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2010-03-28 21:48:19
Lecture # 2 Management Final

Lecture # 2 Breastmilk
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  1. What are the benefits of breastmilk?
    • Nutritional Gold Standard - AAP
    • Health and immunity
    • Developmental and intellectual
    • Psychological and Social
    • Economic
  2. What are the contraindications to receiving breast milk?
    • Galactosemia
    • HIV+ mother in developed countries
    • HSV lesions on the breast- she can breastfeed on the breast that doesn’t have lesions/ pump and dump on the other breast
    • Mother develops chicken pox days before delivery
    • Hepatitis C if titers are high
    • Human T Lymphocytic Virus-1
  3. How does breast tissue develop?
    • Characterized by increase in alveoli and gland size
    • Alveoli are made up of cuboidal epithelial and myoepithelial cells
    • Division and differentiation of cells occurs in 3rd trimester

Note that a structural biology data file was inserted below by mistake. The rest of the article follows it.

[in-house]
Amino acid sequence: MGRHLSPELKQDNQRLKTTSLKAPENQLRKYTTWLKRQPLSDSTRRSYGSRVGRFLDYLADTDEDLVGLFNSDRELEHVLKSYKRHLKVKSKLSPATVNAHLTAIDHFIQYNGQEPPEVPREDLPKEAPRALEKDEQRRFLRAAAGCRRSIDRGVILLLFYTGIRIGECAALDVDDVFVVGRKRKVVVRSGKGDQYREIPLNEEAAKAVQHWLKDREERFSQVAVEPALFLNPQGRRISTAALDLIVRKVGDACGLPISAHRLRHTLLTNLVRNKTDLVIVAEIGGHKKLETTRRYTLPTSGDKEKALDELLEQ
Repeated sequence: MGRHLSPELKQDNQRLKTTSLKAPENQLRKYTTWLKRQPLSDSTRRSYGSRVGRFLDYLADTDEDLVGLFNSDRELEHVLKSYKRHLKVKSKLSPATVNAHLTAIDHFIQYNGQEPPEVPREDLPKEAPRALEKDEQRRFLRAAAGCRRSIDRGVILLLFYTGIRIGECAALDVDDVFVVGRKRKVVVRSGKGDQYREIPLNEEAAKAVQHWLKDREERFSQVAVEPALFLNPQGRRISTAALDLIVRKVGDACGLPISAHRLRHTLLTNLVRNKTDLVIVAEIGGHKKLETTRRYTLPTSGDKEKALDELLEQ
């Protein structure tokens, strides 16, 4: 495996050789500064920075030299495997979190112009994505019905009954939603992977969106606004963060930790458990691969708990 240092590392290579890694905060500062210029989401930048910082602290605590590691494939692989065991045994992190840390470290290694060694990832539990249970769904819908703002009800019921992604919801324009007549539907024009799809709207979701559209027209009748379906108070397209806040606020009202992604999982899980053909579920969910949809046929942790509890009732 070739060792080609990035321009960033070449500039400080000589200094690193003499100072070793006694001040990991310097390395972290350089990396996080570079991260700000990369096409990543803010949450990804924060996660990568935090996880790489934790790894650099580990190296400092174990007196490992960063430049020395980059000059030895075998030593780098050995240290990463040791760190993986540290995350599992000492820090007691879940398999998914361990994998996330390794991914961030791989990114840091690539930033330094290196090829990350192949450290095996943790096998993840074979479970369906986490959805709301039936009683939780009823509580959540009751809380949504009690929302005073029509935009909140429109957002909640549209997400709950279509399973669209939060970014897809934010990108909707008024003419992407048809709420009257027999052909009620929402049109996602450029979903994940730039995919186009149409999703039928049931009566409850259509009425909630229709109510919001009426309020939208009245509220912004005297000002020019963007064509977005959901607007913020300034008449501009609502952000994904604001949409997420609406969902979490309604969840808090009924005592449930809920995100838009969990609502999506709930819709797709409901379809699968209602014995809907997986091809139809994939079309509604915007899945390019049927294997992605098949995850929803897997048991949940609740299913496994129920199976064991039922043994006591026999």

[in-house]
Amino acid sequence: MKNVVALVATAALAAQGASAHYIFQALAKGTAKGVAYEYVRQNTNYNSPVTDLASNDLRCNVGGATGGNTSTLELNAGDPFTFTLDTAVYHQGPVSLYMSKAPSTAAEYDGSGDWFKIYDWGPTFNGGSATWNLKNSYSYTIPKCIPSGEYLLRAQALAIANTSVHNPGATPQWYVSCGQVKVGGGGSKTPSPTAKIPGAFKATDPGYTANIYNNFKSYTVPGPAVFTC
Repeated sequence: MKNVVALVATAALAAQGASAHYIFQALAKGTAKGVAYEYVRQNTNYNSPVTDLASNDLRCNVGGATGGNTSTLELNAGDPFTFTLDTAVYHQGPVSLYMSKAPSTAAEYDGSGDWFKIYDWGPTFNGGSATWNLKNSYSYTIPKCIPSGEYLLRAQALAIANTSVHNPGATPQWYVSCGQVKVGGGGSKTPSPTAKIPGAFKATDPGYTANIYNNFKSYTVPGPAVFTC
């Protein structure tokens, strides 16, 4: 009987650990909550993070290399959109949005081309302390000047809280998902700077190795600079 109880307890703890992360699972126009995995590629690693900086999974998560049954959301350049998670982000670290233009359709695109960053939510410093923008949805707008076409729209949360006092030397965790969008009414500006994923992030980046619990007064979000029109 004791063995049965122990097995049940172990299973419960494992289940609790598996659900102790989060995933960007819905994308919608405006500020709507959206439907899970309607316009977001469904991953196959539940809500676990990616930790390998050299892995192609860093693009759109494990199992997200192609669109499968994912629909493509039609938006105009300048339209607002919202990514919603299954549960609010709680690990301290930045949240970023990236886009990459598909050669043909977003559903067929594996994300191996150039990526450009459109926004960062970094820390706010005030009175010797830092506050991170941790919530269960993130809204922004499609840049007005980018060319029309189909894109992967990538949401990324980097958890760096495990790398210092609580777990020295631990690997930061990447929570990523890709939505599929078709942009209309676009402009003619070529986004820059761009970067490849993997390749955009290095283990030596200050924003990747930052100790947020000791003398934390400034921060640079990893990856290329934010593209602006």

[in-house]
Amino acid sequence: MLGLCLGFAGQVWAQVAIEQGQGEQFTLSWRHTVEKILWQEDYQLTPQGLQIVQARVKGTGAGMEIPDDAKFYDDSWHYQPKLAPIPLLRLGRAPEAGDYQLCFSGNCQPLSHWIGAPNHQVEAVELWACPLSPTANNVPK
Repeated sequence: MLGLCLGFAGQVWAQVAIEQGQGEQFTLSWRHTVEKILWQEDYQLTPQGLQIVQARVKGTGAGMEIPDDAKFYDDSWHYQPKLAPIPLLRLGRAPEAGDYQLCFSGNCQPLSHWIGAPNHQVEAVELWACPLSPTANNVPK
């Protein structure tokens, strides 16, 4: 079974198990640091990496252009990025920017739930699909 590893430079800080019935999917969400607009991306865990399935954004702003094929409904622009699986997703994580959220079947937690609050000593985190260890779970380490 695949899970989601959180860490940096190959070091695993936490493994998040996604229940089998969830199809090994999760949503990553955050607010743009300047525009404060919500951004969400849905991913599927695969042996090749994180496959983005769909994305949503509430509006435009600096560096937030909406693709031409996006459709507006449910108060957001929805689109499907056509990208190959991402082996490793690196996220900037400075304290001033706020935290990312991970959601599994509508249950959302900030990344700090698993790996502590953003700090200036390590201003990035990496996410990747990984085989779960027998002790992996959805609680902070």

4. How is milk made in the breast (lactogenesis)?
    • Alveolar cells secrete and release milk
    • Colostrum - 12 weeks before partuition thru 2 - 3 days postpartum
    • Transitional milk - 2 - 10 days postpartum (more antiinfective properties)
    • Mature milk - 10 days postpartum
  5. How is milk maintained –Galactopoiesis?
    • Dependent on intact hypothalamic - pituitary axis
    • Prolactin - stimulates milk synthesis and secretion
    • Oxytocin - causes ejection reflex
  6. What is important about maintaining milk?
    If not nursing need to pump or signals arent sent to brain to keep making.
  7. What is the relationship between diabetes and brestmilk?
    High amounts of protein in infancy is r/t diabetes so low protein in bst is good
  8. What is the Composition of Human Milk?
    • Protein – 6-8% total cals as 40% casein and 60% whey
    • Fats – 40- 50% total cals, essential fatty acids, PUFA and vitamins (Fat content increases during a feeding)
    • Carbohydrate – 40-50% total cals as lactose and oligosaccharides
  9. Why is colostrum so good?
    • Mean energy value higher
    • Na, K, and Cl concentrations are higher
    • Protein content higher and fat content lower
    • Fat soluble vitamins and mineral content higher
    • Facilitates L-bifidus and meconium passage